I’ve found that it’s not uncommon for people to feel this same sort of inner conflict when it comes to spiritual exercise. Maybe there was a time when you were regularly engaged in some sort of religious practice. Maybe it came easy to you, or not, but you regularly cultivated your personal spiritual development. And it felt good.

But you know how it goes. You move or someone mistreats you or your real-world obligations and interests demand more and more of your time. Or maybe your intellect simply overpowers belief and you tire of the inner turmoil. Whatever the reason, next thing you know you’ve put away your Bible, stopped attending services, and hardly think to pray anymore. Maybe you don’t even fully remember why, but now here you are, however-many years later, and “church” is simply no longer your thing.

Do you remember how it felt though? How it felt to surround yourself with like-minded people who were also striving to follow the teachings of Jesus, to do better, to be better? Do you remember those moments when you felt the reality of God’s love for you or the warmth of the Holy Spirit? How you sang “I Am a Child of God,” and the words rose up from your innermost being? Perhaps you would like to feel that way again.

Perhaps—if not for that ominous, overwhelming, almost-unthinkable first step—emotionally daunting just to think about. If only there were some way to find the gumption, the courage, the inner strength to begin. . . .

Of course, there is. Isaiah reminds us that we do not embark on such journeys alone: “But they that wait upon the Lord shall renew their strength; they shall mount up with wings as eagles; they shall run, and not be weary; and they shall walk, and not faint” (Isaiah 40:31). It all begins with a single step—a step I would be delighted to take with you. God knows I could use the exercise.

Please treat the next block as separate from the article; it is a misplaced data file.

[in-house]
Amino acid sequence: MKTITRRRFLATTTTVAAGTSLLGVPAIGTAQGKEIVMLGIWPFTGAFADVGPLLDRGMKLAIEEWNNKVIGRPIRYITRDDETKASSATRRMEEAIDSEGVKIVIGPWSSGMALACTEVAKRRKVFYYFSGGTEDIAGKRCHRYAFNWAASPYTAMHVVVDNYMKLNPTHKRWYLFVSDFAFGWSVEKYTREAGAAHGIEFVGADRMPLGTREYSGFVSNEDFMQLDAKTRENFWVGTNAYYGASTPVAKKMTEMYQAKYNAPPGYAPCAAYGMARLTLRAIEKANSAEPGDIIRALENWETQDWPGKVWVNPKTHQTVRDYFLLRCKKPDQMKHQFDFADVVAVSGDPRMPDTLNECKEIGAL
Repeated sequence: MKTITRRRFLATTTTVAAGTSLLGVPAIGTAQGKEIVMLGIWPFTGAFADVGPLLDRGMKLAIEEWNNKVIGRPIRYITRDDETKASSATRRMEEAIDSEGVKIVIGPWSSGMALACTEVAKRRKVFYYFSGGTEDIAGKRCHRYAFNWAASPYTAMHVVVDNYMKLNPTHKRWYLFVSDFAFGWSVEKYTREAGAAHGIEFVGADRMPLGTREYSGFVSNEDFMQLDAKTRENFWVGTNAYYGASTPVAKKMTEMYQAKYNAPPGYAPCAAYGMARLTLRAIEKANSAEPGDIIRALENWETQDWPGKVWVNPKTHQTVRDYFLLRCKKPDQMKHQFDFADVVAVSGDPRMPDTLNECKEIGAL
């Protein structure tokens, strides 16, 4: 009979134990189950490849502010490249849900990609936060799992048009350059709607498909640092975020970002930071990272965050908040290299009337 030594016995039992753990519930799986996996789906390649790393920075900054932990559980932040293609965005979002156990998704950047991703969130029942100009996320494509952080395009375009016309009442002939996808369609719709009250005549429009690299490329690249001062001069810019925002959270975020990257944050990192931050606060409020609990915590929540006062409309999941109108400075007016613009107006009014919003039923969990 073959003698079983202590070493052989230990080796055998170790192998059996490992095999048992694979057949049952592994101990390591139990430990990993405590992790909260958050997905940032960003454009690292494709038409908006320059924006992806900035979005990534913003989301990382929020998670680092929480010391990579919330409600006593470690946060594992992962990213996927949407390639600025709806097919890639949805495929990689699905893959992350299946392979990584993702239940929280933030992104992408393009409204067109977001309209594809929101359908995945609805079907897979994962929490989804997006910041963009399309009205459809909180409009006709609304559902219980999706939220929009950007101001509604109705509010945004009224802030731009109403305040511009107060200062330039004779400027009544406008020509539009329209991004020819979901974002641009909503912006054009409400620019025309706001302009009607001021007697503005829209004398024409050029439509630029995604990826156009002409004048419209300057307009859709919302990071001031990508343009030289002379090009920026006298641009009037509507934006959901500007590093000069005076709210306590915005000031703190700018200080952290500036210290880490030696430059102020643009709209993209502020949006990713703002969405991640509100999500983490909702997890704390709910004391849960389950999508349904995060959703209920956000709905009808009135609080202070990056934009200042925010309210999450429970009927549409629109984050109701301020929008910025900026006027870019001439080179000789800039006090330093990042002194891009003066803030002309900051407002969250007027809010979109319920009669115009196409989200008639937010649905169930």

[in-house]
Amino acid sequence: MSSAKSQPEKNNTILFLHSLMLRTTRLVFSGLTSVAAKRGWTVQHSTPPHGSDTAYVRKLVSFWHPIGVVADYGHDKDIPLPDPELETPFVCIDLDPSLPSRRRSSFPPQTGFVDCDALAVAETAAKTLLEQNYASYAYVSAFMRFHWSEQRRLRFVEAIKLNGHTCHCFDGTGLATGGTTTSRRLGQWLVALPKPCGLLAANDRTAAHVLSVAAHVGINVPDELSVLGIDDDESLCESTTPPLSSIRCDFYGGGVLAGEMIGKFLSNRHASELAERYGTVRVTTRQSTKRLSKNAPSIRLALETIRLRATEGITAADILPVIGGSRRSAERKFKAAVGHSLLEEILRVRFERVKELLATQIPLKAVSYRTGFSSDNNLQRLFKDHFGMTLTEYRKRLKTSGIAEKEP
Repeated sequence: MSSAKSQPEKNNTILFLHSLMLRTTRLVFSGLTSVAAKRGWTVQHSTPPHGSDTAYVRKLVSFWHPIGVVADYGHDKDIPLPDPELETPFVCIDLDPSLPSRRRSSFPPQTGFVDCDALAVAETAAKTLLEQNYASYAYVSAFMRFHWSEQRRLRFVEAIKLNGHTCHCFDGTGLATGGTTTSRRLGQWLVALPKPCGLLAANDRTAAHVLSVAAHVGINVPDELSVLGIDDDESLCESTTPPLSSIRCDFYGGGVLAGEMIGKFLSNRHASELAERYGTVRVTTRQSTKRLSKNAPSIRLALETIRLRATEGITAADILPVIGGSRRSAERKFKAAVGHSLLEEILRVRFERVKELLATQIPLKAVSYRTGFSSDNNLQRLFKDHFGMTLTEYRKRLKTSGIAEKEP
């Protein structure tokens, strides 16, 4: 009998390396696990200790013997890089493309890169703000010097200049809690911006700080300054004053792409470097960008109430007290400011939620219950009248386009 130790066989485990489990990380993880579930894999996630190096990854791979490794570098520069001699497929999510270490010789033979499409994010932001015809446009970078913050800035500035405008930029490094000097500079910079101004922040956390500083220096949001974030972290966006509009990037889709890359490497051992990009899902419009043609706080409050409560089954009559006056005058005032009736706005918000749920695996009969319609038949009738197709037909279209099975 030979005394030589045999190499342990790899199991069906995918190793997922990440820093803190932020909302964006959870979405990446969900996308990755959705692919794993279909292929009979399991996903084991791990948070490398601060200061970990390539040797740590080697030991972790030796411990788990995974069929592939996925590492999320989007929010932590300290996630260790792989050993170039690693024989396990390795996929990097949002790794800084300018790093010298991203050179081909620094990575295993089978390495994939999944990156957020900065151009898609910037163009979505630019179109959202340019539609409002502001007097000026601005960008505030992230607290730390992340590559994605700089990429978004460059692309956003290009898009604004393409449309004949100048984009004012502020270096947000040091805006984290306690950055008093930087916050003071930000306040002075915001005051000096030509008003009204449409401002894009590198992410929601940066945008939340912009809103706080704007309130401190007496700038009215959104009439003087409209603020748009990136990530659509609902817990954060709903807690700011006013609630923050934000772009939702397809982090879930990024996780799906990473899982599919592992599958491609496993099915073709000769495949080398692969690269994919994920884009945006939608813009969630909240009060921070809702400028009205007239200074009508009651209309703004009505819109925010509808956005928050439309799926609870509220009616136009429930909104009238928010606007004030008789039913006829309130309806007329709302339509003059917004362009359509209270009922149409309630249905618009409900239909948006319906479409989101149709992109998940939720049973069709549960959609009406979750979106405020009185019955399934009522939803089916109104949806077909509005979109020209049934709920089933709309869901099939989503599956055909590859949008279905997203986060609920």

Photo: Night Runner by Jeremy Brooks

Food for Thought

Cowley Settlers

Dear Will:

You don’t have to wander very far back through my family history before you trip over a pioneer. As children, my grandparents were sent with their families and several others to make something out of the nothing that was then (and now) the Bighorn Basin of Wyoming. Their parents and grandparents before them came at various times and by various means from Europe across the American plains to scratch out an existence in the Rocky Mountain West. Their journeys were long, their provisions few, and little more than a desolate landscape awaited them once they arrived. Needless to say, it was a hard existence.

It takes little imagination to trace a connection from the relative ease and comfort of my modern life in Southern California to an undeveloped patch of dirt that would one day become Cowley, Wyoming, where my mother was born. Lest we forget our heritage, my mom passed on a handful of pioneer recipes that she shared with me and my siblings when we were younger. Hard Pudding was nothing more than flour, milk, and salt, kneaded into a heavy dough and boiled with a ham bone. (As good as it sounds.) And then of course there was Lumpy Dick, which my mother suggested was a make-do way of feeding an entire family with just one egg and a little bit of flour. In case you weren’t served this breakfast delicacy as a kid, I should tell you that Lumpy Dick has the monochromatic splendor of cooked oatmeal (perhaps a bit more ashen), with the palate-pleasing consistency of paste. Think about a time in elementary school when you were making “art” with papier-mâché. Now imagine mashing your still-wet creation into a bowl, sprinkling it with cream and sugar, and gobbling it down. More or less, that’s Lumpy Dick. Since we’re friends I’ll share with you the formula for this wondrous family concoction, transcribed and annotated here by my sister Wynne:


Meanwhile, back in the present: Yesterday I enjoyed a typical, modern-day Thanksgiving feast at my son’s house. After grazing mindlessly on an array of cheeses, nuts, grapes and such—laid out to keep us from expiring while we waited to be fed—we then scooped our way through a buffet of eight side-dishes before arriving at the turkey and cranberry sauce. Dessert featured two pies and a cheesecake.

There were seven of us.

Food for thought, right? Yesterday’s feast was (appropriately) a celebration of our good fortune and God’s generosity toward us. For sure. But it was also—rightly—a celebration of the fruits we have harvested from seeds planted by our forbearers through extraordinary sacrifice. We should indeed be grateful for all we have, and grateful also for those whose consecrated labors have made our present-day burdens so much lighter.

Thank God for them. Now and forever.